“You have dead pixels on your Switch? It’s not our problem,” says Nintendo

By Kin Boon on Mar 7, 2017

Image credit: Tech.Mic
Image credit: Tech.Mic

Out of all the issues that have been plaguing the Nintendo Switch at launch, dead pixels or light or dark patches can be a bit too annoying and distracting for players using the device in handheld mode. One would have hope that they’ll get to switch (no pun intended) to a new console if they encounter the issue, until they were told that it’s actually “normal” by Nintendo.

Most of the complaints were posted online by Switch owners in a Reddit thread, and this is what Nintendo has to say about this seemingly normal issue in a support document entitled “There are black or bright dots on the Nintendo Switch screen that do not go away, or there are dark or light patches on the screen”: “Small numbers of stuck or dead pixels are a characteristic of LCD screens. These are normal and should not be considered a defect.”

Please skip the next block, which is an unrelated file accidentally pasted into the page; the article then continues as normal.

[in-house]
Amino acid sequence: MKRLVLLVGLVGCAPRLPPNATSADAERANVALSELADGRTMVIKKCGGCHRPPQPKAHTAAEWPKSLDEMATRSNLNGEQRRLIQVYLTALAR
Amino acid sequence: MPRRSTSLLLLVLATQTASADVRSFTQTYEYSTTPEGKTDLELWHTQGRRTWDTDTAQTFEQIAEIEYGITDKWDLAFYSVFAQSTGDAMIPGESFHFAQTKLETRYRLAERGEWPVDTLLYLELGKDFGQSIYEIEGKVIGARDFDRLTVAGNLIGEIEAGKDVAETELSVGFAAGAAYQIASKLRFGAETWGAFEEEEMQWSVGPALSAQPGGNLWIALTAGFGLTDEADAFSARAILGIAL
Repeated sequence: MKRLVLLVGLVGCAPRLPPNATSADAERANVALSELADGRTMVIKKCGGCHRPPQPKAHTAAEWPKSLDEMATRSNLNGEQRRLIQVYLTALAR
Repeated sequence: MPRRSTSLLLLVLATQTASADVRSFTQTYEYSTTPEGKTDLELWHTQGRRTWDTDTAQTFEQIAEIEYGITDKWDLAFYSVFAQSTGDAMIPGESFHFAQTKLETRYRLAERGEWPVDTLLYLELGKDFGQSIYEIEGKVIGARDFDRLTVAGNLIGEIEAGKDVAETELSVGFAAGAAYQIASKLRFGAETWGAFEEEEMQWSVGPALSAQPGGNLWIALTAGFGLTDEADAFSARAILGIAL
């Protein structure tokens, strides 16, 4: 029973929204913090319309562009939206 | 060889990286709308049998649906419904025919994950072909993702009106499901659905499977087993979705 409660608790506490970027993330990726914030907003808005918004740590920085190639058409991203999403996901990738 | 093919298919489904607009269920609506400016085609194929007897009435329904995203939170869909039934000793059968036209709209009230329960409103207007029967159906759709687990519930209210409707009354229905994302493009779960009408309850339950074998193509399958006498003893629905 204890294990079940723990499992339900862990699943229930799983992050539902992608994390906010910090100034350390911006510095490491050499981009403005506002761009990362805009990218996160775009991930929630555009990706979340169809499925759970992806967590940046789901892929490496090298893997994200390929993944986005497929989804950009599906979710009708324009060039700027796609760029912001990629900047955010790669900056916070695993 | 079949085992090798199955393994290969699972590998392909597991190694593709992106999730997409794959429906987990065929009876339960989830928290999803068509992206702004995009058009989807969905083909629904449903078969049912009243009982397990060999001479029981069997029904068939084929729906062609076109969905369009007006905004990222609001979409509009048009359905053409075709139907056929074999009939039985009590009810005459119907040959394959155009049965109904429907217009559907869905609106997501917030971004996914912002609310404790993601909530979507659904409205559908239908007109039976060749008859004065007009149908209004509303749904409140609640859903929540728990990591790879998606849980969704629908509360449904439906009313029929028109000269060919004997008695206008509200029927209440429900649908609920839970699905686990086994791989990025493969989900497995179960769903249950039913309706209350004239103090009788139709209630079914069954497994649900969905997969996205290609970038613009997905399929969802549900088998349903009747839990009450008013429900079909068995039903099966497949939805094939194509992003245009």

Dead pixels were common in the early days of LCD technology, with certain spots on the screen that doesn’t light up and remain dark at all times. PlayStation Portable owners also suffered from this issue on launch, but it has been significantly reduced over the years due to technological advancements and improvements in manufacturing techniques.

This is also not the first time that Nintendo has encountered the dead pixels problem, as seen in the launch for the original DS. The Japanese company offered replacements after being bombarded with complaints by the buyers, but it seems that history won’t repeat itself for Switch owners. Maybe they’ll change their stance again if you guys stage a massive protest? Who knows, it might solve your “normal” issue.

Source: The Guardian

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Kin Boon
About the Author
Just your 'average' media newbie. Have interest in gaming (duh), superhero series, and I enjoy getting engage in conversations about footy. With that said, slight biasedness might be present if we are talking about Chelsea FC. Hope to see the world with my own pair of eyes in the future instead of viewing it through Instagram or Snapchat filters.
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